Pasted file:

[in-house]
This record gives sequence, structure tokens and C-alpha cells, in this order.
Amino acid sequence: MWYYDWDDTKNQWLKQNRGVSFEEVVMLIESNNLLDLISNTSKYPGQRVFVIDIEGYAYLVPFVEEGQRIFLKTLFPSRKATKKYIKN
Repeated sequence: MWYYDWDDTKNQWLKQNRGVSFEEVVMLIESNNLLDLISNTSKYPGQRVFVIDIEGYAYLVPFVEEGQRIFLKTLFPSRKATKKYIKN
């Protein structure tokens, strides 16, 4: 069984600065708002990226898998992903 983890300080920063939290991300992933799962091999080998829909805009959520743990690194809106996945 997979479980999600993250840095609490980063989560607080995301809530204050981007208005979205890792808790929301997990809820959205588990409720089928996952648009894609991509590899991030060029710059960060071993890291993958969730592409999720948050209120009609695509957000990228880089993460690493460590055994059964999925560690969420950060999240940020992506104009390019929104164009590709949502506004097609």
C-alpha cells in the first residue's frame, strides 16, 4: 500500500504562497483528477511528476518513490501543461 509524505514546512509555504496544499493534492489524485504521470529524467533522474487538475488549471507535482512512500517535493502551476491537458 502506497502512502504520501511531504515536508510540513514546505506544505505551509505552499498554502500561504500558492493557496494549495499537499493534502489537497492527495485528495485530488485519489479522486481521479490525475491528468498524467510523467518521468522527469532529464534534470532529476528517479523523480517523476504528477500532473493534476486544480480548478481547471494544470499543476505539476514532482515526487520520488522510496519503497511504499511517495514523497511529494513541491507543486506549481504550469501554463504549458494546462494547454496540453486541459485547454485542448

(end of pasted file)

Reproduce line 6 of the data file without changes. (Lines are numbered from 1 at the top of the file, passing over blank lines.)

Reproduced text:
C-alpha cells in the first residue's frame, strides 16, 4: 500500500504562497483528477511528476518513490501543461 509524505514546512509555504496544499493534492489524485504521470529524467533522474487538475488549471507535482512512500517535493502551476491537458 502506497502512502504520501511531504515536508510540513514546505506544505505551509505552499498554502500561504500558492493557496494549495499537499493534502489537497492527495485528495485530488485519489479522486481521479490525475491528468498524467510523467518521468522527469532529464534534470532529476528517479523523480517523476504528477500532473493534476486544480480548478481547471494544470499543476505539476514532482515526487520520488522510496519503497511504499511517495514523497511529494513541491507543486506549481504550469501554463504549458494546462494547454496540453486541459485547454485542448